Khar, now an affluent enclave of the city, was once a small suburb, dotted with bungalows and modest buildings.
It was almost like growing up in a small town. We knew the best places to eat, the best shop to buy paan and where to get the freshest veggies. All that local flavour has, sadly, vanished. Some of the pride I used to feel as a kid at being a Bombayite/Mumbaikar has gone, too.
The Delhi Metro, I am told, is bringing people closer. When was the last time any of us bonded with fellow commuters in a Mumbai local? Mumbai’s physical landscape is fast changing into something we never dreamt of. When my parents divorced, my mother moved to Lokhandwala complex. In the 80s, it was the end of the world. Rickshaws would refuse to go there at night. Today, it looks like a fish market.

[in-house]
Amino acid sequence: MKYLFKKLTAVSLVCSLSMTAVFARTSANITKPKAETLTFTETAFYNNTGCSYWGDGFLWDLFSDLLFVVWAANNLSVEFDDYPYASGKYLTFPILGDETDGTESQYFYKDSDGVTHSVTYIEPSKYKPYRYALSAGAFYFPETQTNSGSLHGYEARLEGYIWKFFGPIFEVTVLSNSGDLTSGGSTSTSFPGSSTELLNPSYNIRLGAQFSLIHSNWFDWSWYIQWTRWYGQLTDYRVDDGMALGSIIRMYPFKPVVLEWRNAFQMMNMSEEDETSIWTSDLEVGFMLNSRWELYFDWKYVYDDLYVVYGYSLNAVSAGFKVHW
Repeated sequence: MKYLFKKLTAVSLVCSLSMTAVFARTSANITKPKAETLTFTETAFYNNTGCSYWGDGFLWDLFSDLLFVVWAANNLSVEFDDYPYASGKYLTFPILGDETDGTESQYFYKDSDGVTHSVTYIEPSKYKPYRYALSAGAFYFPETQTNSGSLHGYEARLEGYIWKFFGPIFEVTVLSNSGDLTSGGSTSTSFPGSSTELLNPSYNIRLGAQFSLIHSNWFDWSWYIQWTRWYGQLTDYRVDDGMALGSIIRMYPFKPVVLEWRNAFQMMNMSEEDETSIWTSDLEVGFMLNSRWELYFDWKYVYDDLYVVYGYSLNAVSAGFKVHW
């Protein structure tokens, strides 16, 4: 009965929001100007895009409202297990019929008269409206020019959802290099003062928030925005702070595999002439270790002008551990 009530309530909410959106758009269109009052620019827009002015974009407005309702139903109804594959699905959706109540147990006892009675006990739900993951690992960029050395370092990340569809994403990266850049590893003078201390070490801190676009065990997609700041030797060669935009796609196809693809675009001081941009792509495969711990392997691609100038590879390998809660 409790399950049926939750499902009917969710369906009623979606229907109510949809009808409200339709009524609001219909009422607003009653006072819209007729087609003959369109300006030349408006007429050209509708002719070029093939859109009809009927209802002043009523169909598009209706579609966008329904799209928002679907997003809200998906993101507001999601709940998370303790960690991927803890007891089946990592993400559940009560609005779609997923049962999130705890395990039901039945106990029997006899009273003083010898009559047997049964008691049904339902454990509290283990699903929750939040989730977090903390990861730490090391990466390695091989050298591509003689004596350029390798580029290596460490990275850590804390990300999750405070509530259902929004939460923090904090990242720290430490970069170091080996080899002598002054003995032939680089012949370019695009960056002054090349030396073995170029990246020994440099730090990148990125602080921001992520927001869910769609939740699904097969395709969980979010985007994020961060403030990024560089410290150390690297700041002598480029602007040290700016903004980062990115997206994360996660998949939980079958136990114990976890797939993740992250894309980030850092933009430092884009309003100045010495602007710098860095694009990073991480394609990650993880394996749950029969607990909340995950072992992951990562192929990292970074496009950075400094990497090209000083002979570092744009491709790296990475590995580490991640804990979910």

Financially, the city has evolved, but look at what it has done to our values and social fabric. We are living in a world of corruption—not just governmental, but also personal. Infrastructure is collapsing; there is the overcrowding of spaces and the sheer fact that Mumbai has become a dog-eat-dog world. But my biggest grouse is that our social habits are changing. It’s about who we have become as people. It’s about people not giving a shit about things. We are living in a bubble. The whole concept of social space is gone. Life has become so robotic. You travel in an air-conditioned car from office to home, then you go to an air-conditioned mall and come back home to your air-conditioned bedroom. People don’t interact with one another.
What has happened to this city? I don’t walk the streets the way I used to. At times, I feel like a stranger in a strange city walking among strange people who are going to strange places. It hurts to see Mumbai in such a mess.